Most observers of the global agricultural market were focusing on the Black Sea at the weekend where UN representatives and the Turkish government engaged with the Russian and Ukrainian governments in an effort to extend the Black Sea grain deal, which has just expired.

Encouragingly, the deal has been extended for another 120 days and will again be reviewed after this period. This initiative started in July 2022 and its primary goal is to allow grain movement from Ukraine to the world market without military attack by the Russians.

Since the deal started, Ukraine has exported about 25-million tonnes of grains and vegetable oils. Global food prices have also moderated considerably over that period, partly for this reason. In February the Food and Agriculture Organisation (FAO) global food price index was at 130 points, down 8% from July, when the initial deal was reached.

While the intention was to increase grain exports from Ukraine, Russia has arguably also benefited from the grain deal through increased wheat exports. Russia typically exports about 35-million tonnes of wheat a year. Its largest markets include Turkey, Egypt, Azerbaijan, Kazakhstan, Nigeria, Bangladesh, Sudan, Latvia, Saudi Arabia, Yemen, Cameroon and Israel.

Russia also had an incentive to continue with the Black Sea grain deal as it had about 44-million tonnes of wheat for export in the 2022/2023 marketing year, up 34% from the previous year. This is according to data from the International Grains Council (IGC), whose preliminary projections for the 2023/2024 marketing year suggest Russia will again have ample supply due to strong production. Exports are forecast at 42-million tonnes. The Black Sea grain deal, initially set to assist Ukraine, must remain in place for these exports to continue from Russia with minimal interruption.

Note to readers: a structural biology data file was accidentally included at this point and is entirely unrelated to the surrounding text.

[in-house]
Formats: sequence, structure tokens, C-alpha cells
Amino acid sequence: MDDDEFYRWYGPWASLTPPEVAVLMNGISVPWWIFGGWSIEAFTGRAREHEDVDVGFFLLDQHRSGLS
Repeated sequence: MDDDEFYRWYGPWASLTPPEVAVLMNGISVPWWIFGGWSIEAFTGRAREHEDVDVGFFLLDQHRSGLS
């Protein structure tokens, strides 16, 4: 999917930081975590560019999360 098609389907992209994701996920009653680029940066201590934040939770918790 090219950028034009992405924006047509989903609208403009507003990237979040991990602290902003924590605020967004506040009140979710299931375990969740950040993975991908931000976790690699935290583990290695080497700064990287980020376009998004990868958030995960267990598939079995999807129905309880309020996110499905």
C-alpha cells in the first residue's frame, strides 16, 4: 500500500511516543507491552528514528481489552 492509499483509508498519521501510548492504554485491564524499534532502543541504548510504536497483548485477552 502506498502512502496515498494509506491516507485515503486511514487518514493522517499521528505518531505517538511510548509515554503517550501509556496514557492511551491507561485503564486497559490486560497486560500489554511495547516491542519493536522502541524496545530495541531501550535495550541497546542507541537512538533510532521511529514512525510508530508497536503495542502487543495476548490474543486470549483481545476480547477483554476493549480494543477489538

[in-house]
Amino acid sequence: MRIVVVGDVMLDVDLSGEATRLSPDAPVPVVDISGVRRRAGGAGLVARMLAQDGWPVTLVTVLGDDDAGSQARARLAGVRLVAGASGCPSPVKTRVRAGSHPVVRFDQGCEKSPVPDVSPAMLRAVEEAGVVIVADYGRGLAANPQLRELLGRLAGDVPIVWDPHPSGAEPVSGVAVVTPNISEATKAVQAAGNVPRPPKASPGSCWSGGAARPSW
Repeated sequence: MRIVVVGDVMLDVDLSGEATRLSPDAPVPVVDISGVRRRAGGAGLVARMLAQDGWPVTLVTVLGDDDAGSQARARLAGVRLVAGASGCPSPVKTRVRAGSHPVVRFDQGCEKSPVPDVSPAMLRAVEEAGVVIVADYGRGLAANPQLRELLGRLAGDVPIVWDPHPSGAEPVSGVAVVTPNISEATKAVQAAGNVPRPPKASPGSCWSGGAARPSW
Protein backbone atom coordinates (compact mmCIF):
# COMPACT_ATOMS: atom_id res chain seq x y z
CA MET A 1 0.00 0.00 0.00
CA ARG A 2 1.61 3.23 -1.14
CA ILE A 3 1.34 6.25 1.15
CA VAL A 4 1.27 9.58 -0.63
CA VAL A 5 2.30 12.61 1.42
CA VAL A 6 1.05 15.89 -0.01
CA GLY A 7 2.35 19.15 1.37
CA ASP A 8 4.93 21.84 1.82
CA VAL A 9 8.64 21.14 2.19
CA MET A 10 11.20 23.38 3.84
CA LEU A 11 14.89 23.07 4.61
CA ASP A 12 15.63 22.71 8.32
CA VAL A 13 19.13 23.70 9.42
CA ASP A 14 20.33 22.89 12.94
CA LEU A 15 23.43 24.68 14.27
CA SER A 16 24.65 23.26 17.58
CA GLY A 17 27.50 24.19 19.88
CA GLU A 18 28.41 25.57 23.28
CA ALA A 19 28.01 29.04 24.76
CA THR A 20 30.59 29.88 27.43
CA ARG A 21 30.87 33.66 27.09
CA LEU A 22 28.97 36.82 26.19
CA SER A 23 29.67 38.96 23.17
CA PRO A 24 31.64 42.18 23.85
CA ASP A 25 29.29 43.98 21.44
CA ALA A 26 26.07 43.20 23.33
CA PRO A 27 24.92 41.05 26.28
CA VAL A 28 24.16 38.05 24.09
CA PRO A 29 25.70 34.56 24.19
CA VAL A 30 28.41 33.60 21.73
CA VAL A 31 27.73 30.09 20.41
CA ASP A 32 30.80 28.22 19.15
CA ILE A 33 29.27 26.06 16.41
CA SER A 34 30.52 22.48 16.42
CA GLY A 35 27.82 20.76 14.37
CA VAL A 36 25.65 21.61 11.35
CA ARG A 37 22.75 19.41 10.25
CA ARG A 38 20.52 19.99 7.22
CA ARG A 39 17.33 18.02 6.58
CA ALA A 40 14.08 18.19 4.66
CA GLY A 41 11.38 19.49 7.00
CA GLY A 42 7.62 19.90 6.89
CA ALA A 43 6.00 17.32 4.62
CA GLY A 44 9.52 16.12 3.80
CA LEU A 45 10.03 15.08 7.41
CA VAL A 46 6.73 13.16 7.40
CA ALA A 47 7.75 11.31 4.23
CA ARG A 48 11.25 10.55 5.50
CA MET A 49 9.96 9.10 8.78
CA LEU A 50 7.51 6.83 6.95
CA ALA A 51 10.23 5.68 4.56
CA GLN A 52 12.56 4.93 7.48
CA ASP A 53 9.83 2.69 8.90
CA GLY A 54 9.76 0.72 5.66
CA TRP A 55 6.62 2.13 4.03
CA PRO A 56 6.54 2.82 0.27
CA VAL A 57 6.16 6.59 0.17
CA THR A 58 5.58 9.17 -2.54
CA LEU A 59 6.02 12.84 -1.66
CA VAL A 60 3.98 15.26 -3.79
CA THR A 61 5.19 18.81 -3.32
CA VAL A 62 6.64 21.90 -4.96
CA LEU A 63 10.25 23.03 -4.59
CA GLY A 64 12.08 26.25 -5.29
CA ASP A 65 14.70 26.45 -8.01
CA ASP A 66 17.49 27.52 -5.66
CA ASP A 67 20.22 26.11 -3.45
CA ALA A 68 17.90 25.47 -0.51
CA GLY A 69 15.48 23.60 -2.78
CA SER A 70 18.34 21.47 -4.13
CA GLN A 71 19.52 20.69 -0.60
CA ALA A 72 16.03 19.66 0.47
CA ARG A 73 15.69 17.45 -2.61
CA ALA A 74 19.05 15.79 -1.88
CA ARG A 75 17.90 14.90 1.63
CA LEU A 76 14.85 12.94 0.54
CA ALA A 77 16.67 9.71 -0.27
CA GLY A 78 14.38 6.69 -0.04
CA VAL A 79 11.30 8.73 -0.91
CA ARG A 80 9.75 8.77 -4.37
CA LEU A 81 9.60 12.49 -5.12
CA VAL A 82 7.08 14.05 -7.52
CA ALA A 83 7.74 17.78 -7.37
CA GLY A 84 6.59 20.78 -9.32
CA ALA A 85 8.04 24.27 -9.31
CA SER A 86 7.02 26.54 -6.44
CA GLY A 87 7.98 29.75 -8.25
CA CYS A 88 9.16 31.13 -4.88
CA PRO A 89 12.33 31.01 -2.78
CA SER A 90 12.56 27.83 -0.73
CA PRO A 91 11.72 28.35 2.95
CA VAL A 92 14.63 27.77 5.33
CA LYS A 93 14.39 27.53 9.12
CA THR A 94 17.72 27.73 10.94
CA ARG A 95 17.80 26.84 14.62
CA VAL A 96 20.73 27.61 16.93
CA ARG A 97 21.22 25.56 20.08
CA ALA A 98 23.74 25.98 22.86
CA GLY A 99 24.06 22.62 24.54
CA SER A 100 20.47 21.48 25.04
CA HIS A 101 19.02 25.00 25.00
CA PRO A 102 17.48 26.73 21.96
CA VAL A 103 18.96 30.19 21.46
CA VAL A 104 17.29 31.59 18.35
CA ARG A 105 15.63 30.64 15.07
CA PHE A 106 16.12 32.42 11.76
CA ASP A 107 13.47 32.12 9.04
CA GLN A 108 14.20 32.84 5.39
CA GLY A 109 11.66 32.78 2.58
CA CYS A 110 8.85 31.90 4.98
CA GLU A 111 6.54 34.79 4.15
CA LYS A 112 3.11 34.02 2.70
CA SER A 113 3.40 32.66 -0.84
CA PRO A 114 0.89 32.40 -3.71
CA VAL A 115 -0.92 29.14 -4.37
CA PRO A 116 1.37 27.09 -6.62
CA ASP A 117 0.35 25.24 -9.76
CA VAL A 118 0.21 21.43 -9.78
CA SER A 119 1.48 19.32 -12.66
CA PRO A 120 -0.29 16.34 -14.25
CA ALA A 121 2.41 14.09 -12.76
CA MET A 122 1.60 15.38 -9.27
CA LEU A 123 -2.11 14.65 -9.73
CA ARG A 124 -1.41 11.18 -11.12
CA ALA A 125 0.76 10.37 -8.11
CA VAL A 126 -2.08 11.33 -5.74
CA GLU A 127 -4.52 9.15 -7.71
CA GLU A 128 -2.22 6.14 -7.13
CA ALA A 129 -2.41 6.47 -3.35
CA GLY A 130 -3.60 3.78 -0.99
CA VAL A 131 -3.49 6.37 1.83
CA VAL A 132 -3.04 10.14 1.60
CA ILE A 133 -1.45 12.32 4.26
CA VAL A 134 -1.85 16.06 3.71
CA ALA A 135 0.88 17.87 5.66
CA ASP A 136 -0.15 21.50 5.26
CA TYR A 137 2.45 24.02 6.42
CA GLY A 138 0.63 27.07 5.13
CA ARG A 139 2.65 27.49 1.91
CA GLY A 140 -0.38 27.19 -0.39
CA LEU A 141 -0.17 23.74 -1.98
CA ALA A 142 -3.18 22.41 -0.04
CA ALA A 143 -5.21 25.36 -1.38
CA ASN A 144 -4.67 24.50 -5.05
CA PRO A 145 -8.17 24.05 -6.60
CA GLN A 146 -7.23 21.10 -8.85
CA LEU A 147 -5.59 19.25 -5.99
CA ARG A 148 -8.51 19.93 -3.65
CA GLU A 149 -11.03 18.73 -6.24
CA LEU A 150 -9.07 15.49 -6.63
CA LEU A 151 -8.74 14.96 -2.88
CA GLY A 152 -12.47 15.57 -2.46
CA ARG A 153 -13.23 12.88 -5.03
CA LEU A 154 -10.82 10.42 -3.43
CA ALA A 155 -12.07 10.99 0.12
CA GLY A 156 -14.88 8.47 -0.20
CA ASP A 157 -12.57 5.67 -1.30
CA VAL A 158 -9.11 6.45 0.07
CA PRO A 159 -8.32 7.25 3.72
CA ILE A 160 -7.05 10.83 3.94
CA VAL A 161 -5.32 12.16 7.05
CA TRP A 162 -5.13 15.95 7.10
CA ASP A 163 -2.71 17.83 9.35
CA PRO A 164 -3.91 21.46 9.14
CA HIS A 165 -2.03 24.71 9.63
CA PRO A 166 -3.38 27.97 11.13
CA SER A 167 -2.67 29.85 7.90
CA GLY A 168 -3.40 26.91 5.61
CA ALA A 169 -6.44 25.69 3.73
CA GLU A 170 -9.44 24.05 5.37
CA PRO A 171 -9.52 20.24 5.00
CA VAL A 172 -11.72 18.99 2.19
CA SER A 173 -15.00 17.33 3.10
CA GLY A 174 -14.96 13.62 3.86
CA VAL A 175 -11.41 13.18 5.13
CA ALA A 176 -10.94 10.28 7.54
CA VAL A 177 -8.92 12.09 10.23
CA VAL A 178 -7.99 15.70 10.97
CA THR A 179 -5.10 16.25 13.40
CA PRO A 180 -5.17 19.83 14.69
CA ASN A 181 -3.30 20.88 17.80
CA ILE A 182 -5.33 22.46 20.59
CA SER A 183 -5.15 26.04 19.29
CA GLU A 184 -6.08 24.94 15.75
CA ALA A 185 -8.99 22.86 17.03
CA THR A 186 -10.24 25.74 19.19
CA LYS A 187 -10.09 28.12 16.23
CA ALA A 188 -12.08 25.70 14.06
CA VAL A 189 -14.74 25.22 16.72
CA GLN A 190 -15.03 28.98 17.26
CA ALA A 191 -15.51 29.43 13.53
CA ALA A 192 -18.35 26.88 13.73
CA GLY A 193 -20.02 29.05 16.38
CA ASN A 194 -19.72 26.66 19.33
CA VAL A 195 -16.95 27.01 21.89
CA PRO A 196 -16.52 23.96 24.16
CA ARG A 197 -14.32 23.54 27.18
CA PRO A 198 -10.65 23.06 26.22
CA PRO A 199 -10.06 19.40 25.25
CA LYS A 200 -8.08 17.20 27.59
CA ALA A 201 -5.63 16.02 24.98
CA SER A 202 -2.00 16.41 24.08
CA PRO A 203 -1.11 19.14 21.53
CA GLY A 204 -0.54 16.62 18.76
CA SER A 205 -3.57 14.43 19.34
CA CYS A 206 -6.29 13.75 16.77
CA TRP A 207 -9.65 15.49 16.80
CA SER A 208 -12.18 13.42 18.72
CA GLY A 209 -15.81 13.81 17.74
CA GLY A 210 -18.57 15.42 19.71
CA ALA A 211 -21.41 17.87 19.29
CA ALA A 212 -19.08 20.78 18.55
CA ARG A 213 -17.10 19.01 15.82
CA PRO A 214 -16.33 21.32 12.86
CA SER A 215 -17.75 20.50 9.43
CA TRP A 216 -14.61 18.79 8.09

Ukraine will also remain a critical player in the global wheat market, though its production has declined significantly due to the war. The IGC forecast for Ukraine’s 2022/2023 wheat exports is 14.5-million tonnes, down 23% from the previous season. The preliminary projections for the 2023/2024 marketing year paint an even bleaker picture of decline in Ukraine’s wheat exports to 11-million tonnes. This reflects the harsh production conditions in Ukraine due to the invasion by Russia and shortages of some farm inputs, all of which have led to a decline in the area farmed and yields.

Still, the sharp decline in Ukraine’s wheat exports will not mean the world will face a shortage of wheat. The IGC forecasts 2022/2023 global wheat exports at 199-million tonnes, up 1% from the previous season. Australia, Canada, the EU, Kazakhstan and Russia are expected to boost the available supplies for the world market.

This improvement in export supplies means global wheat prices could continue to moderate over the medium term. The significant risk market players have worried about was the outcome of the Black Sea grain deal, which has turned out positively for now. Still, the Black Sea geopolitical tone and war remain a major risk to the global grain and vegetable oil market as the uncertainty is likely to continue for the foreseeable future.

The extension of the grain deal is a welcome development, but the period is relatively short. Market players would have preferred a longer time frame to clear up uncertainty about shipments for a prolonged period. Notably, the reprieve at the weekend benefits all wheat- and vegetable-importing countries and users of the products as it will apply downward pressure to prices.

SA is one of the wheat importers that stands to benefit from softer global wheat prices. Ultimately, the events of the weekend are positive for global food prices, despite the uncertainty about events when the current extension ends.

Written for and first appeared on the Business Day.

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